Unlike other prizes, the CVFF consists of a series of challenges underwritten by corporate sponsors. Chandler says competing in two programs at once was grueling and time-consuming. "In March, coming out of all these things, I was like, 'Oh my God, I haven't even been answering and opening mail,'" he remembers.
In retrospect, once they recovered and, presumably, slept, Chandler and Cooper say the experience strengthened their team. "When suddenly you have Anna Wintour asking you to develop your first dress in under 72 hours, the nature of what a deadline means dramatically changes," he says. "Our team got energized and excited and learned how to work faster. Now, when I'm going into developing a few simultaneous capsule collections, as well as our new spring [line], we've never been more on schedule, more ahead of where we've ever been in the past."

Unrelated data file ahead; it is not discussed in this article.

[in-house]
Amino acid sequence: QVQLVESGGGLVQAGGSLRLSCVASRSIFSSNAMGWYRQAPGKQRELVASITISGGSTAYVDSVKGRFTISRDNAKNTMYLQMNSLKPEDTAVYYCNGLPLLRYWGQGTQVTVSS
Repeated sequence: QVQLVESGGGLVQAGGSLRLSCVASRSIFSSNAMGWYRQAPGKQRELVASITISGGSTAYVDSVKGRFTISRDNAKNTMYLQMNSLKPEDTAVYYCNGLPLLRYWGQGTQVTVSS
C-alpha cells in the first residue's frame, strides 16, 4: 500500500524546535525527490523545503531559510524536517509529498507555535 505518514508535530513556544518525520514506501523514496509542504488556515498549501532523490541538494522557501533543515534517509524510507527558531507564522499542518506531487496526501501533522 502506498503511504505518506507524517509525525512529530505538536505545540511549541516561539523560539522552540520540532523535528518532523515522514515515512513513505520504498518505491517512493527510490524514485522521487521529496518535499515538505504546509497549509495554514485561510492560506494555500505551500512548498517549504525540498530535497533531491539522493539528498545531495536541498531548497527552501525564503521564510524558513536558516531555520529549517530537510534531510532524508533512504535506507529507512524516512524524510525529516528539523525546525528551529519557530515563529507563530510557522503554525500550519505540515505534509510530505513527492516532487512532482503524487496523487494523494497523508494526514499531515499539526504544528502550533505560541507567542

It's notable that Rochambeau even has a team to begin with. The label was founded in 2007, giving them more experience than younger nominees and affording them the perspective to know which opportunities associated with these awards don't come along very often and are worth pursuing. "Season one, year one, it wouldn't have been right," Chandler says.
Christian Wijnants, the Belgian womenswear designer, makes a compelling case for shifting awards attention to established, independent brands altogether. His eponymous collection had been in business for roughly 10 years when he won the Woolmark Prize. He used the prize money to bring in an office administrator to help his already-churning day-to-day operation run more smoothly, hiring the PR mega-agency KCD to handle press around his return to Paris Fashion Week a few weeks later. He credits the prize with giving him a reason to talk to press and retailers like Barneys and Harvey Nichols again. The money was used effectively to boost his business, rather than establish it from the ground up.